Not all of AI works on correlation, Bayesian Belief Networks are built around the probability that A causes B.
I'm working on a system to estimate the performance of students on questions based on their past performances.
I don't think you need causation for this. A past performance does not cause a current performance. Answering on an early question does not cause an answer on a later question.
But from the point of view of just building a system to pick questions that are likely to be of the appropriate difficulty level - does this distinction have any importance?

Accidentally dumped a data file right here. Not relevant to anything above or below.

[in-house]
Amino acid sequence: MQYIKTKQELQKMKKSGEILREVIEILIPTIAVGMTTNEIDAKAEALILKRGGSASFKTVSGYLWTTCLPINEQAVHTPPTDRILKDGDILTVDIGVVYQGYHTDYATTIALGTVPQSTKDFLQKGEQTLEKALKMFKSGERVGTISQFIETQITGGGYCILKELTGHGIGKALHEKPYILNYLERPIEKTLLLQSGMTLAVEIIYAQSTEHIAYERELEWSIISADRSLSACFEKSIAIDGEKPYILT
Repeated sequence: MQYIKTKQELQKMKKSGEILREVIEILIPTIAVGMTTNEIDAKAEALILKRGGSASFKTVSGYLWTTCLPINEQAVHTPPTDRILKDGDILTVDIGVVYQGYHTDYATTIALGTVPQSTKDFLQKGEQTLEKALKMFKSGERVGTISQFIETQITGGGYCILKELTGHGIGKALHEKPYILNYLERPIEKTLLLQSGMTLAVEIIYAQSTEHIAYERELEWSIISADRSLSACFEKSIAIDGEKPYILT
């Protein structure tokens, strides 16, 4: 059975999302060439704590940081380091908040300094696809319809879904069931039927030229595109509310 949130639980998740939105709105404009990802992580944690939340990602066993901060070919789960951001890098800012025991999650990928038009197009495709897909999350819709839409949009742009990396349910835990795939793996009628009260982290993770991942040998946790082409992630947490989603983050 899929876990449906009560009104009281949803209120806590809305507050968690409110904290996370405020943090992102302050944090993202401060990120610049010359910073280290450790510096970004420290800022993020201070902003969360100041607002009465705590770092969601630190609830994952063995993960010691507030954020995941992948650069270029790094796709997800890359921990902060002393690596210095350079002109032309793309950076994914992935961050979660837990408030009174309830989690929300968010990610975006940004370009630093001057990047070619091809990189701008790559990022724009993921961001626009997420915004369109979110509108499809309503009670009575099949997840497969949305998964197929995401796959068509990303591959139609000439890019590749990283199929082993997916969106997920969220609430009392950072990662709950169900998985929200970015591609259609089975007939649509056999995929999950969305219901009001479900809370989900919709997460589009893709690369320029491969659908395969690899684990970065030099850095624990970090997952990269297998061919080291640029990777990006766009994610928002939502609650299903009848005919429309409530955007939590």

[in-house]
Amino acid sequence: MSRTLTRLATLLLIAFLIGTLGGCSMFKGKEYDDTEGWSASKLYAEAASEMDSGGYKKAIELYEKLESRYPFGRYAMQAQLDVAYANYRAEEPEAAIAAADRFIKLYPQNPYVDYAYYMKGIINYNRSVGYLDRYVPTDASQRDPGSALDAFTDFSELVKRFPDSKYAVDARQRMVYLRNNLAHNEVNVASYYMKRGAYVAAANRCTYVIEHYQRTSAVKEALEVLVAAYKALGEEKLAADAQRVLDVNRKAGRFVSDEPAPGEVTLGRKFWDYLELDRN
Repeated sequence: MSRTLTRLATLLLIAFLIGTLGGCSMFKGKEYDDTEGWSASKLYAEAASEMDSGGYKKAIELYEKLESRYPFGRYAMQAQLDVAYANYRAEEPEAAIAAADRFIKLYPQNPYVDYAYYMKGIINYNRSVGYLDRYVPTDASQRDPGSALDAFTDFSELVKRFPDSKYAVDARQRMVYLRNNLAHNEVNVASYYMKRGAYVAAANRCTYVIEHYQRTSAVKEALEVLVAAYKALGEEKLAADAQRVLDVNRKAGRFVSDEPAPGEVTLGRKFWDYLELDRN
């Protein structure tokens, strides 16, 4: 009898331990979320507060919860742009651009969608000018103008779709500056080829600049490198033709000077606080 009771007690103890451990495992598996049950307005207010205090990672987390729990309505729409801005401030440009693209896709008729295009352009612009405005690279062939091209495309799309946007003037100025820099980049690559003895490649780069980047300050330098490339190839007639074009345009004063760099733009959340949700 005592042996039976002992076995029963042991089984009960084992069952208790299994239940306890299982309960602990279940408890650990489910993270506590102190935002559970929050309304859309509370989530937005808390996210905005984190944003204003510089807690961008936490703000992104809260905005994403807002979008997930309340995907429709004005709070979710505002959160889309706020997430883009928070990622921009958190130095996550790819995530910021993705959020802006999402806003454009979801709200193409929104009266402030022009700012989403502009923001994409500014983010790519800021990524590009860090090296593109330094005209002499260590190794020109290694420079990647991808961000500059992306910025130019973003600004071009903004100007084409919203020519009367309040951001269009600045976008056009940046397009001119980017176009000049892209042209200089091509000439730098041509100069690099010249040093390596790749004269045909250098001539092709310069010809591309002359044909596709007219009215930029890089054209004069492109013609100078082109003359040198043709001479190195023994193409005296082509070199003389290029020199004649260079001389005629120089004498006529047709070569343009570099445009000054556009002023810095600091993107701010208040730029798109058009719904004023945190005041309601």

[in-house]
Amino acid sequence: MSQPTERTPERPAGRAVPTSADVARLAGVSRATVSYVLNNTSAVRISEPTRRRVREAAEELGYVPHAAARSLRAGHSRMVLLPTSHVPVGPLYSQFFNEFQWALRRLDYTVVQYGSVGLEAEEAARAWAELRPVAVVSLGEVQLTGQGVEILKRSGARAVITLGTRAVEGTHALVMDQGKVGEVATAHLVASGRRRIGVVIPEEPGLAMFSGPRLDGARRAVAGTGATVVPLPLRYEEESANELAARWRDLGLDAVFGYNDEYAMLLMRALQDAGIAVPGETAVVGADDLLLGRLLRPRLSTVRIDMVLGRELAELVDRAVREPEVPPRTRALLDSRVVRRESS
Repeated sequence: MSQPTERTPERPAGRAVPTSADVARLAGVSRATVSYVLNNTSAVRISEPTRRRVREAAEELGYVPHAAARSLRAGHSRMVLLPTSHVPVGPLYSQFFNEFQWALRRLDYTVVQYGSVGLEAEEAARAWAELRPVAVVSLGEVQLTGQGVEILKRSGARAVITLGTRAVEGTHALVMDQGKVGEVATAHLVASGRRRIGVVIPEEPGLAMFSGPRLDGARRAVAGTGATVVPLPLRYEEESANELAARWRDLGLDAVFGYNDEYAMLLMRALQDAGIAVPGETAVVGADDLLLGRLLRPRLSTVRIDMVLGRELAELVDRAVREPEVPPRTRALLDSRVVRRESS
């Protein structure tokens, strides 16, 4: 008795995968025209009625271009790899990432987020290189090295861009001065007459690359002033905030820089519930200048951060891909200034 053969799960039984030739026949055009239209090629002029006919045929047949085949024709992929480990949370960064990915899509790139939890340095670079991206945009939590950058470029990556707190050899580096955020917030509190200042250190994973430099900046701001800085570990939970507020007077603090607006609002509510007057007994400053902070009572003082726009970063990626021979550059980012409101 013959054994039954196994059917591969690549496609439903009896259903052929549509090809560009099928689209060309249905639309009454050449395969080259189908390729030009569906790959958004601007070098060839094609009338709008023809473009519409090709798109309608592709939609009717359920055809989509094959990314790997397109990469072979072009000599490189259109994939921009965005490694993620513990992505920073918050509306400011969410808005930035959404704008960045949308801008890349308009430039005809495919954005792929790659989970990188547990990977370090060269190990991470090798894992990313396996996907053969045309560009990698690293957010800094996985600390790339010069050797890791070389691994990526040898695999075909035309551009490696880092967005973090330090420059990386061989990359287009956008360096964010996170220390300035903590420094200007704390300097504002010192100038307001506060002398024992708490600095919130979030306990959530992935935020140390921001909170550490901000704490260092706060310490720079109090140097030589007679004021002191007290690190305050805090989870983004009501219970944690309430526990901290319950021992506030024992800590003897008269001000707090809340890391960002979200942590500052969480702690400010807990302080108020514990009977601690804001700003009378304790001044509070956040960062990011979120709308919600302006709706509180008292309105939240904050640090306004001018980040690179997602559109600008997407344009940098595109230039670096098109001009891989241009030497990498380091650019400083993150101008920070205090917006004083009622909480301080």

No, not for your example. I think correlation (or even simple extrapolation) would solve your problem very well. Assign a difficulty score to each of the questions and then feed questions to the students in increasingly difficult levels (which is how most exams work) and then when the student starts getting them wrong, you can wind back the difficulty. That's a feedback algorithm that is similar to the error minimisation performed on a neuron in a multi-layered perceptron. The non-trivial piece of input spaces like this is deciding what a difficult question is!
A better example of causation in AI would be:
My car is slowing down. My accelerator is on the floor. There is not much noise. There are lights on the dashboard. What is the probability that I've run out of fuel?
In this case, running out of fuel has caused the car to slow down. This is precisely the sort of problem that Bayesian Belief Networks solve.